VLA getting in on asteroid hunt
Feb 11, 2013 (Albuquerque Journal - McClatchy-Tribune Information Services via COMTEX) --
Scientists will use New Mexico's Very Large Array radio telescope to track an asteroid passing close to Earth later this week:
A 150-foot-wide asteroid called 2012 DA14, discovered just a year ago, will pass only 17,200 miles above the Earth on Feb. 15. That's closer than the geosynchronous communication and weather satellites. While the object definitely will not strike the Earth, this is a record close approach for an object of this size. Astronomers around the world are preparing to take advantage of the event to study the asteroid.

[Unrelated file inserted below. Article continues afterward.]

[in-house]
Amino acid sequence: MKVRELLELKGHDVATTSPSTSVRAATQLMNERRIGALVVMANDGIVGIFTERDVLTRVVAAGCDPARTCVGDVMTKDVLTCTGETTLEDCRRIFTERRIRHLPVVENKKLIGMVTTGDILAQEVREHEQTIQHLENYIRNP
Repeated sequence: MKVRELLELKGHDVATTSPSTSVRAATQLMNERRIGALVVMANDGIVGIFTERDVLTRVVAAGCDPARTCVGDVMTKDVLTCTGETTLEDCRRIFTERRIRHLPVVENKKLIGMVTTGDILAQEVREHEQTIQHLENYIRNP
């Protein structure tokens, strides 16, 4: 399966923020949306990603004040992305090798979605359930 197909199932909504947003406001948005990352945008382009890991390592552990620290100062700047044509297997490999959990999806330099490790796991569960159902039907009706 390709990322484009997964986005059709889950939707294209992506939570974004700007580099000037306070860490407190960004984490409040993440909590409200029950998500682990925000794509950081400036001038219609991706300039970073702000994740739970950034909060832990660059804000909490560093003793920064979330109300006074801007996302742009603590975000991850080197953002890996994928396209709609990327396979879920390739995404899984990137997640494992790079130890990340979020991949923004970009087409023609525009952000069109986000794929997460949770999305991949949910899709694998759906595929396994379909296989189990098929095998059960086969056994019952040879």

Astronomers from all over the world will be watching. The VLA group's goal is to study the object's spin:
Because of the asteroid's uneven surface and the different reflectivity of portions of the surface, the reflected radar signal will have a characteristic signature, or "speckles," as observed from Earth. By measuring which antenna in a widely-separated pair receives the speckle pattern first, the astronomers can learn which way the asteroid is spinning. This way of using the telescopes is significantly different than their normal astronomical observing, and the research team has developed special techniques for processing the data.
Sadly for us, according to VLA spokesman Dave Finley, this isn't the sort of event that will be easy to go out in your backyard and watch.
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